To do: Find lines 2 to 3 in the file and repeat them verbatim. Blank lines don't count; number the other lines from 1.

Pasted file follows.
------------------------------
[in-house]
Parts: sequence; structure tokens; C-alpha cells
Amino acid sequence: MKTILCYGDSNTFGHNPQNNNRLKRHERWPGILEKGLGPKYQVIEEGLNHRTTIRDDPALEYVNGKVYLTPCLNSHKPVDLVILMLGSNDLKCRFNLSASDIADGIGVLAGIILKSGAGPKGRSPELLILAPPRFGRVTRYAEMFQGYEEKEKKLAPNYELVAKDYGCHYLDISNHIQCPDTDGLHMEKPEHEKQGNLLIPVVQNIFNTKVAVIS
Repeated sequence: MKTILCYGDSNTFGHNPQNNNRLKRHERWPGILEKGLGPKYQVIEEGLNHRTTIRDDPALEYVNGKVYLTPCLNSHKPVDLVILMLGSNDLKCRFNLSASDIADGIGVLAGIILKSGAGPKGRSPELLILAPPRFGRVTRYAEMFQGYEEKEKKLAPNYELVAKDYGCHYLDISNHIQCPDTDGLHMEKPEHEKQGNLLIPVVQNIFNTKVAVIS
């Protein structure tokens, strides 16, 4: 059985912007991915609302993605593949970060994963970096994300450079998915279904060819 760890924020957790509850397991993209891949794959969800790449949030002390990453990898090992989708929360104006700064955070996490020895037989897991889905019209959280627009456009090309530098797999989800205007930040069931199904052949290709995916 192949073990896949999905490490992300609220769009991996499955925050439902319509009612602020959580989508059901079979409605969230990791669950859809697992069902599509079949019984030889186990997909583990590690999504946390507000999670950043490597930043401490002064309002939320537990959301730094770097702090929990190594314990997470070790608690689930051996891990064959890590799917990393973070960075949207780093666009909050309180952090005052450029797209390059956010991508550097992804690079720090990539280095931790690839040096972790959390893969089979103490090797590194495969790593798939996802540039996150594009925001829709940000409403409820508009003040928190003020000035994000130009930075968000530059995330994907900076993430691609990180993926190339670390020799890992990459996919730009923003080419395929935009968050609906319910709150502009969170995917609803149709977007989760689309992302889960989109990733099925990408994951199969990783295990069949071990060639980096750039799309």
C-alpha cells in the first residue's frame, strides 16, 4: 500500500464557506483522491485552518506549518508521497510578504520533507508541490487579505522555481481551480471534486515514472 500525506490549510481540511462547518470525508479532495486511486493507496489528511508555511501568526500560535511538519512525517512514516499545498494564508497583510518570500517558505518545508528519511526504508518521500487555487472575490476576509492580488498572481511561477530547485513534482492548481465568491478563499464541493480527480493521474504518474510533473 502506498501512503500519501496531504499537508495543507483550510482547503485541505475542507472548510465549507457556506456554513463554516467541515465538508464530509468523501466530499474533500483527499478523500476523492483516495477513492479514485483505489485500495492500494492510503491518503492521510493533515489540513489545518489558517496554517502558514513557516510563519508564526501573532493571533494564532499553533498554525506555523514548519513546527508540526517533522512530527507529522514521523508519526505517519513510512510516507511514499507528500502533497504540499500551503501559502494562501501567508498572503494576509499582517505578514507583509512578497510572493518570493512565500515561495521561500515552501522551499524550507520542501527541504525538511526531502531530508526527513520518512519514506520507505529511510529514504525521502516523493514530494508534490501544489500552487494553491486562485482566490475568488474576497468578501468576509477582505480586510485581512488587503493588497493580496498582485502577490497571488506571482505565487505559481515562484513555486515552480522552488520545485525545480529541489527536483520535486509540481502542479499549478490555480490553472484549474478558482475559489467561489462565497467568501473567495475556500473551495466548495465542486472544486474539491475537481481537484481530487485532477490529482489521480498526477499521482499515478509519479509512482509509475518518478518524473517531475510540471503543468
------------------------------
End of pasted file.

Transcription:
Parts: sequence; structure tokens; C-alpha cells
Amino acid sequence: MKTILCYGDSNTFGHNPQNNNRLKRHERWPGILEKGLGPKYQVIEEGLNHRTTIRDDPALEYVNGKVYLTPCLNSHKPVDLVILMLGSNDLKCRFNLSASDIADGIGVLAGIILKSGAGPKGRSPELLILAPPRFGRVTRYAEMFQGYEEKEKKLAPNYELVAKDYGCHYLDISNHIQCPDTDGLHMEKPEHEKQGNLLIPVVQNIFNTKVAVIS